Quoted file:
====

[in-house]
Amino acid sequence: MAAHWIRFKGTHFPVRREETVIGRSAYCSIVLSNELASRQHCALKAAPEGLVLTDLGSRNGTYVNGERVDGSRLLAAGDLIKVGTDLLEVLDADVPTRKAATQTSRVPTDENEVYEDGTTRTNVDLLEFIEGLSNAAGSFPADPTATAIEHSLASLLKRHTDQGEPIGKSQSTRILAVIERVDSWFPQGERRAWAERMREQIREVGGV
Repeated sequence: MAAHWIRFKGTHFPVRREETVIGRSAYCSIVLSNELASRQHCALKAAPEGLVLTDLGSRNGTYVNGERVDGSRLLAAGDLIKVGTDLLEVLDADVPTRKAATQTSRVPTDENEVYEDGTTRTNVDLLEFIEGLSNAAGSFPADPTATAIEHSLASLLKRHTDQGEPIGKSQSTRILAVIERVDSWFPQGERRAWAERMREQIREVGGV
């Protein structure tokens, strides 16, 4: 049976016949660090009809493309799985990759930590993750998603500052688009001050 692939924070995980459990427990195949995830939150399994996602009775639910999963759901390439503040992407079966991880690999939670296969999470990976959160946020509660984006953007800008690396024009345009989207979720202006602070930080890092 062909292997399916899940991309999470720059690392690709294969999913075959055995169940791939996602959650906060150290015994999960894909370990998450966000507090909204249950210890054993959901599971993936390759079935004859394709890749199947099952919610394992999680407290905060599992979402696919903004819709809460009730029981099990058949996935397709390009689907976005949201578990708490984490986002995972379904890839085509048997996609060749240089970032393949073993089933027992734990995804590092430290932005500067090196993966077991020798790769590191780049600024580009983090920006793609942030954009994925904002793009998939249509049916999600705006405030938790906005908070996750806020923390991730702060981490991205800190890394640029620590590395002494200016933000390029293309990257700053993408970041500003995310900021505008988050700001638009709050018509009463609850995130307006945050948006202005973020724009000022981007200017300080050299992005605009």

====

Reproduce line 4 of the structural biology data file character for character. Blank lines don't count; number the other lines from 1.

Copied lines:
């Protein structure tokens, strides 16, 4: 049976016949660090009809493309799985990759930590993750998603500052688009001050 692939924070995980459990427990195949995830939150399994996602009775639910999963759901390439503040992407079966991880690999939670296969999470990976959160946020509660984006953007800008690396024009345009989207979720202006602070930080890092 062909292997399916899940991309999470720059690392690709294969999913075959055995169940791939996602959650906060150290015994999960894909370990998450966000507090909204249950210890054993959901599971993936390759079935004859394709890749199947099952919610394992999680407290905060599992979402696919903004819709809460009730029981099990058949996935397709390009689907976005949201578990708490984490986002995972379904890839085509048997996609060749240089970032393949073993089933027992734990995804590092430290932005500067090196993966077991020798790769590191780049600024580009983090920006793609942030954009994925904002793009998939249509049916999600705006405030938790906005908070996750806020923390991730702060981490991205800190890394640029620590590395002494200016933000390029293309990257700053993408970041500003995310900021505008988050700001638009709050018509009463609850995130307006945050948006202005973020724009000022981007200017300080050299992005605009």